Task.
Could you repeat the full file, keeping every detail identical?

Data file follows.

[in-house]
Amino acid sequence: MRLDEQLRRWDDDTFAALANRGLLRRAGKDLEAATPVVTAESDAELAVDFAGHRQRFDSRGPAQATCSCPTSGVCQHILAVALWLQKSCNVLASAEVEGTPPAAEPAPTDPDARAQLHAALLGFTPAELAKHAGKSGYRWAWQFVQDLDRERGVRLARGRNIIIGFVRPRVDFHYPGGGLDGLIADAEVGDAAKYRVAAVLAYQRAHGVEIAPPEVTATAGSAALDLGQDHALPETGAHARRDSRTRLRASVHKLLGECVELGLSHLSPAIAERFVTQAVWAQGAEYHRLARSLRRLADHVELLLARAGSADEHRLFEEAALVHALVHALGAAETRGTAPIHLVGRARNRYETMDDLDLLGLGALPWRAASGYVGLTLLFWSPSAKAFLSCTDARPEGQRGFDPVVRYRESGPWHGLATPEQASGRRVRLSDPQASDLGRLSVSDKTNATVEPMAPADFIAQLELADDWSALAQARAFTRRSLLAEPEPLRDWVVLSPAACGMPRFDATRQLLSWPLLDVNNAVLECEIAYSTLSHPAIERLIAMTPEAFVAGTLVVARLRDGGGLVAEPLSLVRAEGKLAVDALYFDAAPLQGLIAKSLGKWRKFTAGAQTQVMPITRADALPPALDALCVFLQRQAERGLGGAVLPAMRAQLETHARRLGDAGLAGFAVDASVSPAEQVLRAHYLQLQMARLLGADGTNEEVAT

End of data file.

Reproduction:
[in-house]
Amino acid sequence: MRLDEQLRRWDDDTFAALANRGLLRRAGKDLEAATPVVTAESDAELAVDFAGHRQRFDSRGPAQATCSCPTSGVCQHILAVALWLQKSCNVLASAEVEGTPPAAEPAPTDPDARAQLHAALLGFTPAELAKHAGKSGYRWAWQFVQDLDRERGVRLARGRNIIIGFVRPRVDFHYPGGGLDGLIADAEVGDAAKYRVAAVLAYQRAHGVEIAPPEVTATAGSAALDLGQDHALPETGAHARRDSRTRLRASVHKLLGECVELGLSHLSPAIAERFVTQAVWAQGAEYHRLARSLRRLADHVELLLARAGSADEHRLFEEAALVHALVHALGAAETRGTAPIHLVGRARNRYETMDDLDLLGLGALPWRAASGYVGLTLLFWSPSAKAFLSCTDARPEGQRGFDPVVRYRESGPWHGLATPEQASGRRVRLSDPQASDLGRLSVSDKTNATVEPMAPADFIAQLELADDWSALAQARAFTRRSLLAEPEPLRDWVVLSPAACGMPRFDATRQLLSWPLLDVNNAVLECEIAYSTLSHPAIERLIAMTPEAFVAGTLVVARLRDGGGLVAEPLSLVRAEGKLAVDALYFDAAPLQGLIAKSLGKWRKFTAGAQTQVMPITRADALPPALDALCVFLQRQAERGLGGAVLPAMRAQLETHARRLGDAGLAGFAVDASVSPAEQVLRAHYLQLQMARLLGADGTNEEVAT